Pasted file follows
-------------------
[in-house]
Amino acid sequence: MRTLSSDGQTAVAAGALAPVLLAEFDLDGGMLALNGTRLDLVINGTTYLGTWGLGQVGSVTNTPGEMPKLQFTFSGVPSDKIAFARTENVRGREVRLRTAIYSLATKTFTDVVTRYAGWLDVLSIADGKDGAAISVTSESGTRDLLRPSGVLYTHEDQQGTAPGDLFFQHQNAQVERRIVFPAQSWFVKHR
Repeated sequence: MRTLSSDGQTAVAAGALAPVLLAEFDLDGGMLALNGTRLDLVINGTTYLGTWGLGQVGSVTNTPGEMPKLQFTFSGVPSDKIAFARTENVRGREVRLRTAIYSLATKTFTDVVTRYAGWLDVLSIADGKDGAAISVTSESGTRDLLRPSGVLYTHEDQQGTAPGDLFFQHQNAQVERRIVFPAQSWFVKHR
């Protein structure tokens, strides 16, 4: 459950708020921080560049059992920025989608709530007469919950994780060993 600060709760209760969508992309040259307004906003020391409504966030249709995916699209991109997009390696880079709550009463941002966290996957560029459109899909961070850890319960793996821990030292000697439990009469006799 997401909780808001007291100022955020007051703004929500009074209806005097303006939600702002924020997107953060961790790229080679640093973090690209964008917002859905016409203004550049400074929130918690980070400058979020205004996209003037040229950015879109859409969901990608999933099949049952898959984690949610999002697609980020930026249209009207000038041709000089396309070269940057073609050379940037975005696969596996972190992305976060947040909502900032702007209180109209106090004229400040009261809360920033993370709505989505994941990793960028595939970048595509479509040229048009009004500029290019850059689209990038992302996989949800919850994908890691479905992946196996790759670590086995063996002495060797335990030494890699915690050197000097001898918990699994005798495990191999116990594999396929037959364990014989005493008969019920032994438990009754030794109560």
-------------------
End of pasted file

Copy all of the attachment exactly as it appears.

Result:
[in-house]
Amino acid sequence: MRTLSSDGQTAVAAGALAPVLLAEFDLDGGMLALNGTRLDLVINGTTYLGTWGLGQVGSVTNTPGEMPKLQFTFSGVPSDKIAFARTENVRGREVRLRTAIYSLATKTFTDVVTRYAGWLDVLSIADGKDGAAISVTSESGTRDLLRPSGVLYTHEDQQGTAPGDLFFQHQNAQVERRIVFPAQSWFVKHR
Repeated sequence: MRTLSSDGQTAVAAGALAPVLLAEFDLDGGMLALNGTRLDLVINGTTYLGTWGLGQVGSVTNTPGEMPKLQFTFSGVPSDKIAFARTENVRGREVRLRTAIYSLATKTFTDVVTRYAGWLDVLSIADGKDGAAISVTSESGTRDLLRPSGVLYTHEDQQGTAPGDLFFQHQNAQVERRIVFPAQSWFVKHR
């Protein structure tokens, strides 16, 4: 459950708020921080560049059992920025989608709530007469919950994780060993 600060709760209760969508992309040259307004906003020391409504966030249709995916699209991109997009390696880079709550009463941002966290996957560029459109899909961070850890319960793996821990030292000697439990009469006799 997401909780808001007291100022955020007051703004929500009074209806005097303006939600702002924020997107953060961790790229080679640093973090690209964008917002859905016409203004550049400074929130918690980070400058979020205004996209003037040229950015879109859409969901990608999933099949049952898959984690949610999002697609980020930026249209009207000038041709000089396309070269940057073609050379940037975005696969596996972190992305976060947040909502900032702007209180109209106090004229400040009261809360920033993370709505989505994941990793960028595939970048595509479509040229048009009004500029290019850059689209990038992302996989949800919850994908890691479905992946196996790759670590086995063996002495060797335990030494890699915690050197000097001898918990699994005798495990191999116990594999396929037959364990014989005493008969019920032994438990009754030794109560």